Meditation and Reflection

Ukip MEP bashes Archbishop for offering sanctuary to refugees

 

What do you think? There was an archbishop who loved to read The Guardian and watch the BBC. He saw that thousands upon thousands of Christians were suffering throughout the Middle East, and in Syria in particular. He prayed to his Father in heaven, and was moved with compassion. Addressing the House of Lords, he said, “Within the camps there is significant intimidation and radicalisation, and many particularly of the Christian population who have been forced to flee are unable to be in the camps.”

“The suffering is great, but the helpers are few,” he thought. “Jesus was a refugee, so I must take in a family or two and let them live in the cottage in the grounds of my palace.”

It was something that the archbishop had been considering for a while. Offering sanctuary to dispossessed and distraught refugees was something that he felt passionate about. There were refugees desperate for sanctuary from war-torn places, and the archbishop himself was completely torn about their situation and wanted to make a difference. The rent for the refugees would be paid for by charitable funds under the archbishop’s personal control. So he made arrangements for his palace to welcome the refugees.

There was a Christian politician who loved to read The Express and watch Fox News. He saw that his brothers and sisters in Syria were being attacked, abducted, tortured and killed. He loved patriotism, sovereignty, democracy and civic duty, and said, “Christian moral principles are not a bad basis for a free and fair society.” He heard about the archbishop’s offer of sanctuary to refugees, but preferred to call them migrants, even though they were being rescued directly from a place of fierce persecution and torment.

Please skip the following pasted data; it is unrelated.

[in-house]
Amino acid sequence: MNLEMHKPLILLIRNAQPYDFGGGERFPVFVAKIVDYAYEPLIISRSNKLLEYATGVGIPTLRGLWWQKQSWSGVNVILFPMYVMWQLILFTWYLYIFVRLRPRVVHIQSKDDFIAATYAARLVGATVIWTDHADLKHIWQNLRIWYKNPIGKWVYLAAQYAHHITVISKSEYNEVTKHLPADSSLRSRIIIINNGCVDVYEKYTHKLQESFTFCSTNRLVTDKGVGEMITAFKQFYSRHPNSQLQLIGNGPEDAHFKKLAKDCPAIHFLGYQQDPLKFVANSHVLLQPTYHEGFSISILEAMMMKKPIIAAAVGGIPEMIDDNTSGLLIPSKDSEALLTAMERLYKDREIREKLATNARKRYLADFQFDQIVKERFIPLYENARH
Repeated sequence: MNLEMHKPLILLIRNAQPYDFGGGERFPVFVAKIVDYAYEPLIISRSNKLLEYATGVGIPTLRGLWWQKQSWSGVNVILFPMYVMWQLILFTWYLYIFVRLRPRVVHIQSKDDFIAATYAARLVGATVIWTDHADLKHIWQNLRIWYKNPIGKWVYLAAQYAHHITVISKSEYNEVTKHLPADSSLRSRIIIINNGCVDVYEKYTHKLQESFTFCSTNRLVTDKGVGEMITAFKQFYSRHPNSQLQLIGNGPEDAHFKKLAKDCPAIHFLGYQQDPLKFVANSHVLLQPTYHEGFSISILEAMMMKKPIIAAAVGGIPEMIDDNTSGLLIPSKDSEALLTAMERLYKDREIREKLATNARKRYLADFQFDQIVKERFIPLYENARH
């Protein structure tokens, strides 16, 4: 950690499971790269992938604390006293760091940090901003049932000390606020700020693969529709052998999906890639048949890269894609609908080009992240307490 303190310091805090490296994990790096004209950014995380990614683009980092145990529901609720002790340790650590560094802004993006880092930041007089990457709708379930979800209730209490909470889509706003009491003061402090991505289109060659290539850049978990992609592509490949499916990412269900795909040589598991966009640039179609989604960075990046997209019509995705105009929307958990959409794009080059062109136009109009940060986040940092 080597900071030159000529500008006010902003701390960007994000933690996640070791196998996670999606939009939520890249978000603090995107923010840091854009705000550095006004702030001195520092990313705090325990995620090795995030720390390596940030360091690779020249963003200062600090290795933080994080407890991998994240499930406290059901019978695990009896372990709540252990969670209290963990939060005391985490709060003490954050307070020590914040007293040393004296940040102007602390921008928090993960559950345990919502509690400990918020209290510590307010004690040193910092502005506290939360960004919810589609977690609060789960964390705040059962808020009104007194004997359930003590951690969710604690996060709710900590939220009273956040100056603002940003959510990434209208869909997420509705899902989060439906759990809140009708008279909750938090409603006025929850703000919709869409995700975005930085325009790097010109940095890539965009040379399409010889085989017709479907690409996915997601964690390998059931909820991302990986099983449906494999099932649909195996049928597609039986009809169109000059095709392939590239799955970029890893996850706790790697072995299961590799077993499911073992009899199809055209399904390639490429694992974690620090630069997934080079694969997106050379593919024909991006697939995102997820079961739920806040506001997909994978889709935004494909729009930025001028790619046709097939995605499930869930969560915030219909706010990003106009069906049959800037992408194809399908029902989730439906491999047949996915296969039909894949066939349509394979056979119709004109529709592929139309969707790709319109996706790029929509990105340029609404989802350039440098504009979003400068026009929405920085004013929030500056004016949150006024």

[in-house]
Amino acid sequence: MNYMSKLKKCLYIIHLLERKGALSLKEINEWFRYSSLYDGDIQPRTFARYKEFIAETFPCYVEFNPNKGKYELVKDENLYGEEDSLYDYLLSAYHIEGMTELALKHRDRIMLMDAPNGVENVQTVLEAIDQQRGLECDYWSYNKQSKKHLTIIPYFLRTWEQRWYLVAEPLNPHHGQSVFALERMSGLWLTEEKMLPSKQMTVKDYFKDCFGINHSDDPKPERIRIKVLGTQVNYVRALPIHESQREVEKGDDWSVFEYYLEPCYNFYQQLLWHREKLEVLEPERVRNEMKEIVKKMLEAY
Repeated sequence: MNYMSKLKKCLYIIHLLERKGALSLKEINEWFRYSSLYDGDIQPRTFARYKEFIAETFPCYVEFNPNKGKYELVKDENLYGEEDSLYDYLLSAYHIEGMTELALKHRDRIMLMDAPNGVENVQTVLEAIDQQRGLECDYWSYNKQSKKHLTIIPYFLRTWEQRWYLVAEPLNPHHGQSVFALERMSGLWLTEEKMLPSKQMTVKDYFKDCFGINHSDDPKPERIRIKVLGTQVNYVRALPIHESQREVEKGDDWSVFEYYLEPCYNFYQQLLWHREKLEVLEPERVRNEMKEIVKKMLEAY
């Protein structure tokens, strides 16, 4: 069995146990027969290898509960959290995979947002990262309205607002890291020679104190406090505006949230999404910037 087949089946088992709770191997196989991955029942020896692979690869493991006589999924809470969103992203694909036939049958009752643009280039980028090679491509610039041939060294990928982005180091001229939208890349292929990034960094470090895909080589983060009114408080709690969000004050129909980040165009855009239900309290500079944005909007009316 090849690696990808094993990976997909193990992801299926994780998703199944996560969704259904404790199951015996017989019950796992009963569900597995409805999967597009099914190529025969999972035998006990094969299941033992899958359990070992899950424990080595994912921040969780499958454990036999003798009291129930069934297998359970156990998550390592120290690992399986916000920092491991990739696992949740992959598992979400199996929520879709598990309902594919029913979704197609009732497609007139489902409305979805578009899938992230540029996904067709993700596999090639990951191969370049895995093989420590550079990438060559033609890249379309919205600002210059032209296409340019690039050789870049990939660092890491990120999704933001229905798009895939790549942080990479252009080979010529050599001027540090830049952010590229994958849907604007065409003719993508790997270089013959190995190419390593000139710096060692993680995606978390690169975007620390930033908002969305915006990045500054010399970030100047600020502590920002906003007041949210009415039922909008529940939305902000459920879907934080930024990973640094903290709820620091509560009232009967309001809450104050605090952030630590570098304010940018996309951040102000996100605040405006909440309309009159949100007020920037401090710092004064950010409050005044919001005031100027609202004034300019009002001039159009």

“The suffering there is great, but the archbishop is only helping one family,” he said. “This is pure gesture politics; a cynical display of virtue-signalling; showing off to the nation about how good and righteous he is.” The Christian politician was concerned about spiritual integrity and the appearance of hypocrisy. He prayed to his Father in heaven, and was moved to anger. Hypocrisy was something he felt passionate about. And there were many poor and homeless on the streets of his own country. Why, he wondered, was the archbishop not dedicating his considerable funds and offering refuge to them? “Charity begins at home,” he said. And he logged out of Twitter, turned off his PC and went to bed with a mug of Horlicks. The spare rooms in his mansion remained empty, and the spare beds unslept in.

Which of these two did the will of his father?